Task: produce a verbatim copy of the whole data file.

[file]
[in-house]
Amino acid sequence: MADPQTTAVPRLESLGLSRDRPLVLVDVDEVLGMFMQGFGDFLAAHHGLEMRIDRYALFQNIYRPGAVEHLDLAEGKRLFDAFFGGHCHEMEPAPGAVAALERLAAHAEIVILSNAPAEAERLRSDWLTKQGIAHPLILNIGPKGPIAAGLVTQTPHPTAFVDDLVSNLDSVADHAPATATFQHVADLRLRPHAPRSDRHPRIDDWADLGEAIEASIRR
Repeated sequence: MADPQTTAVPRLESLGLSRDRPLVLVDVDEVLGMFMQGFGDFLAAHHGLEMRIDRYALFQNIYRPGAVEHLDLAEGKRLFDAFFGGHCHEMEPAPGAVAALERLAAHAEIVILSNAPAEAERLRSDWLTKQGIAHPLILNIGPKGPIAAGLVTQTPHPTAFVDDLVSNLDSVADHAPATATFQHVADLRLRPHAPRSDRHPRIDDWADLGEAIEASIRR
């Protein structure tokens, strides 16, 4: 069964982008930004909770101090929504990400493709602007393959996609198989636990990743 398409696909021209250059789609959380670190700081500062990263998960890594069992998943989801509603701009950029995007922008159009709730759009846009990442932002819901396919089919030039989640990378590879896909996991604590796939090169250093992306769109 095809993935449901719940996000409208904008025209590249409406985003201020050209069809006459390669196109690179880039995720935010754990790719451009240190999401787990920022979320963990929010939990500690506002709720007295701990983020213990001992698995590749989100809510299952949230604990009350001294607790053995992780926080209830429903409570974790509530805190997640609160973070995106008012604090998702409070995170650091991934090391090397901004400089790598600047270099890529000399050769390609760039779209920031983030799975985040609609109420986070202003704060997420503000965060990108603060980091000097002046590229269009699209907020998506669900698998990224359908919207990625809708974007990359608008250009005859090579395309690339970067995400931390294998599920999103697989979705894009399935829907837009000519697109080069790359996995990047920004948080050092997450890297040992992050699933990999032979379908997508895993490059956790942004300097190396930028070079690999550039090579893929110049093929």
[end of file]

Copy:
[in-house]
Amino acid sequence: MADPQTTAVPRLESLGLSRDRPLVLVDVDEVLGMFMQGFGDFLAAHHGLEMRIDRYALFQNIYRPGAVEHLDLAEGKRLFDAFFGGHCHEMEPAPGAVAALERLAAHAEIVILSNAPAEAERLRSDWLTKQGIAHPLILNIGPKGPIAAGLVTQTPHPTAFVDDLVSNLDSVADHAPATATFQHVADLRLRPHAPRSDRHPRIDDWADLGEAIEASIRR
Repeated sequence: MADPQTTAVPRLESLGLSRDRPLVLVDVDEVLGMFMQGFGDFLAAHHGLEMRIDRYALFQNIYRPGAVEHLDLAEGKRLFDAFFGGHCHEMEPAPGAVAALERLAAHAEIVILSNAPAEAERLRSDWLTKQGIAHPLILNIGPKGPIAAGLVTQTPHPTAFVDDLVSNLDSVADHAPATATFQHVADLRLRPHAPRSDRHPRIDDWADLGEAIEASIRR
């Protein structure tokens, strides 16, 4: 069964982008930004909770101090929504990400493709602007393959996609198989636990990743 398409696909021209250059789609959380670190700081500062990263998960890594069992998943989801509603701009950029995007922008159009709730759009846009990442932002819901396919089919030039989640990378590879896909996991604590796939090169250093992306769109 095809993935449901719940996000409208904008025209590249409406985003201020050209069809006459390669196109690179880039995720935010754990790719451009240190999401787990920022979320963990929010939990500690506002709720007295701990983020213990001992698995590749989100809510299952949230604990009350001294607790053995992780926080209830429903409570974790509530805190997640609160973070995106008012604090998702409070995170650091991934090391090397901004400089790598600047270099890529000399050769390609760039779209920031983030799975985040609609109420986070202003704060997420503000965060990108603060980091000097002046590229269009699209907020998506669900698998990224359908919207990625809708974007990359608008250009005859090579395309690339970067995400931390294998599920999103697989979705894009399935829907837009000519697109080069790359996995990047920004948080050092997450890297040992992050699933990999032979379908997508895993490059956790942004300097190396930028070079690999550039090579893929110049093929």